[Dr. Andrew Sun]
I think it definitely takes somebody with passion, and not every urologist has that passion, and that's okay, because a lot of us do, and if you have that person, and you give them the means to execute on that vision, it can be a huge boon for any urology practice. You're going to take care of more patients, you're going to improve patients' quality of life. We've spent most of our time talking about testosterone, but obviously, in the men's health clinic, we also do a lot of post-prostatectomy rehab, and quality of life, and erectile dysfunction, and sexual dysfunction, and these are issues that patients definitely have.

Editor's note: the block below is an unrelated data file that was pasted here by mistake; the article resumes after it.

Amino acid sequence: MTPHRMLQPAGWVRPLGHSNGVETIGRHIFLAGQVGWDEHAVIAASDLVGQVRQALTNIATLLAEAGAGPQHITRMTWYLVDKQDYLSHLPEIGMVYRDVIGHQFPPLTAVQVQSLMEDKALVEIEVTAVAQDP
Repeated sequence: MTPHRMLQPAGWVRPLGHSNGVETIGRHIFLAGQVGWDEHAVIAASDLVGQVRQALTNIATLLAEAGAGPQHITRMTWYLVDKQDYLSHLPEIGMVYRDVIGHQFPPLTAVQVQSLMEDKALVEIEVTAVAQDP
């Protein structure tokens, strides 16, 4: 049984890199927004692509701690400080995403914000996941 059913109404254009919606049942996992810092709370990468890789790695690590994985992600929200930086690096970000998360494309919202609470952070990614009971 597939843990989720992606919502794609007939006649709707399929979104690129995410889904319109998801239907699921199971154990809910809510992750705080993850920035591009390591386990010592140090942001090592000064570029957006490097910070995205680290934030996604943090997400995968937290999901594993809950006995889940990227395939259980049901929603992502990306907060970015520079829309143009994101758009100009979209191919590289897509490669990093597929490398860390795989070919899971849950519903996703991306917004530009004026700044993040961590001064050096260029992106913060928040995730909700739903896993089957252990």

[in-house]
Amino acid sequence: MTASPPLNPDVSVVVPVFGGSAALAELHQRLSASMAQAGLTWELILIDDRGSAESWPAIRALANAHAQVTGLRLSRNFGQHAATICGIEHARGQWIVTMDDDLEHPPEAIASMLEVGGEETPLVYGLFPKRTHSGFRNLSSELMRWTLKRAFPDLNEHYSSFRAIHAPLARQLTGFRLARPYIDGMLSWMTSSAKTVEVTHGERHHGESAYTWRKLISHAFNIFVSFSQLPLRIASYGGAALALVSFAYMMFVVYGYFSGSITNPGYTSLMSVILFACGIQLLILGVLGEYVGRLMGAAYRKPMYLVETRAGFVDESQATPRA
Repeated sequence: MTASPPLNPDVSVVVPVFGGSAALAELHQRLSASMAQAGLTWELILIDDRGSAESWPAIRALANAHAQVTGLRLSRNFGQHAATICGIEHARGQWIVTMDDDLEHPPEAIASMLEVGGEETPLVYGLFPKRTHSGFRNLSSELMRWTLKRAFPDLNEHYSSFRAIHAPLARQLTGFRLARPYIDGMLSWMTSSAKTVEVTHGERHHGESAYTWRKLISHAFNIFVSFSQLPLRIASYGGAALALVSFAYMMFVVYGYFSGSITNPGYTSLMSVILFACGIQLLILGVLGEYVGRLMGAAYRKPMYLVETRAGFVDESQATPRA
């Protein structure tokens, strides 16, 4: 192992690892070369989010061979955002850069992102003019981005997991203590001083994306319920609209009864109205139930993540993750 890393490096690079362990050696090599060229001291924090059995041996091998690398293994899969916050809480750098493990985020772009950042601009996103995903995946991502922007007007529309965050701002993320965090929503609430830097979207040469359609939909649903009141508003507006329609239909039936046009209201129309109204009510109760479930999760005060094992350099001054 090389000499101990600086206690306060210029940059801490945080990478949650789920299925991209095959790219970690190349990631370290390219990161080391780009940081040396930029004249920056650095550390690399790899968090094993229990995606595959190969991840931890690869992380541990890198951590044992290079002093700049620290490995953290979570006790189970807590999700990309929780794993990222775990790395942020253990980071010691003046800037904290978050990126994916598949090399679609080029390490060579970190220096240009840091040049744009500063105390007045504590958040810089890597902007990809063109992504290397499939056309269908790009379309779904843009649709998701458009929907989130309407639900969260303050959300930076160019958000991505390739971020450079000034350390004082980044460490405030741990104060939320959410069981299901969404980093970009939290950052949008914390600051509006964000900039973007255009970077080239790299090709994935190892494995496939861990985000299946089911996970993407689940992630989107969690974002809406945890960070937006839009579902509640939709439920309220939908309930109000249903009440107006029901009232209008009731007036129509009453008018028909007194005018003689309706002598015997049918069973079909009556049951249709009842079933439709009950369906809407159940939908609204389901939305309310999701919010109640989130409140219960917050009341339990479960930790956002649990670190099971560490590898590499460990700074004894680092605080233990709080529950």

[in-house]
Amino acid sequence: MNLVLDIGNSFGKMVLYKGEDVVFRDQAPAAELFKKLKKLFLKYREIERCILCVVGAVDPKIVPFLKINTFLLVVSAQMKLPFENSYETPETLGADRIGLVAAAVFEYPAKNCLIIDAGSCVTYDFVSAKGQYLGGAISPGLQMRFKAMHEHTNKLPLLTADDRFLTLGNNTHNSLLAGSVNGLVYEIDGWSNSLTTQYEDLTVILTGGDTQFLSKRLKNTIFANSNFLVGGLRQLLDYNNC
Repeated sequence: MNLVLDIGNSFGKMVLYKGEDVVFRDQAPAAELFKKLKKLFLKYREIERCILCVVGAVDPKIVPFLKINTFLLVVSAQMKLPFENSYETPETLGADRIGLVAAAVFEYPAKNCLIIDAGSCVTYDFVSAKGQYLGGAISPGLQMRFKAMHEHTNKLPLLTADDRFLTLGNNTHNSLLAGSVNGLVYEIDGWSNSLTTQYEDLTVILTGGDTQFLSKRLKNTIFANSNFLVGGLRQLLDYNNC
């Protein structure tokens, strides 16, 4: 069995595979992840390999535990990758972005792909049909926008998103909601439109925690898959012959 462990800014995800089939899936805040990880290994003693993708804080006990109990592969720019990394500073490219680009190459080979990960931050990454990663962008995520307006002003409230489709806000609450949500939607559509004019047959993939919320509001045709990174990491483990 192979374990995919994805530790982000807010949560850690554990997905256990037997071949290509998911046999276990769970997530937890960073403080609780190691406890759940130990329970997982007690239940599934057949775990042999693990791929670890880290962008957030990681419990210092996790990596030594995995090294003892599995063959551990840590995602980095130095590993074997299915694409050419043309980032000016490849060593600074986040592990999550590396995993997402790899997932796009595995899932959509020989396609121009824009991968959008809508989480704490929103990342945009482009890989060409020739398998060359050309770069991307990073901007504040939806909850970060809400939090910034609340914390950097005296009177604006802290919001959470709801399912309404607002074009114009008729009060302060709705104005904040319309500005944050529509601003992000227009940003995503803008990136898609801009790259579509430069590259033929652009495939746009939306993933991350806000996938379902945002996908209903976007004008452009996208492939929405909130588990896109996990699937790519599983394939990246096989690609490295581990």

These are issues that young men care about, and are ways to engage them in healthcare to hopefully better their outcomes in the future. They can be good ancillary streams for any practice. If you develop a champion in that space, and I can't state it enough, APPs are a huge part of it, I think so.

[Dr. Jose Silva]
Andrew, you mentioned that, for example, Kyzatrex is not in CVS, and you cannot get it in a regular pharmacy. How do you get the access? How can you get it?

[Dr. Andrew Sun]
A lot of different ways. For our practice, we have a pharmacy, and so, I basically have it in my pharmacy. It's really convenient, because I can see a patient, I can talk to them, and say, "Okay, here are the options, what version of testosterone do you want to do? You want to start the pill? Great. Walk down the hall, pick it up, go home today, take the pill tomorrow morning." You can't do that with any version of testosterone. That makes our practice so much easier, my life so much easier.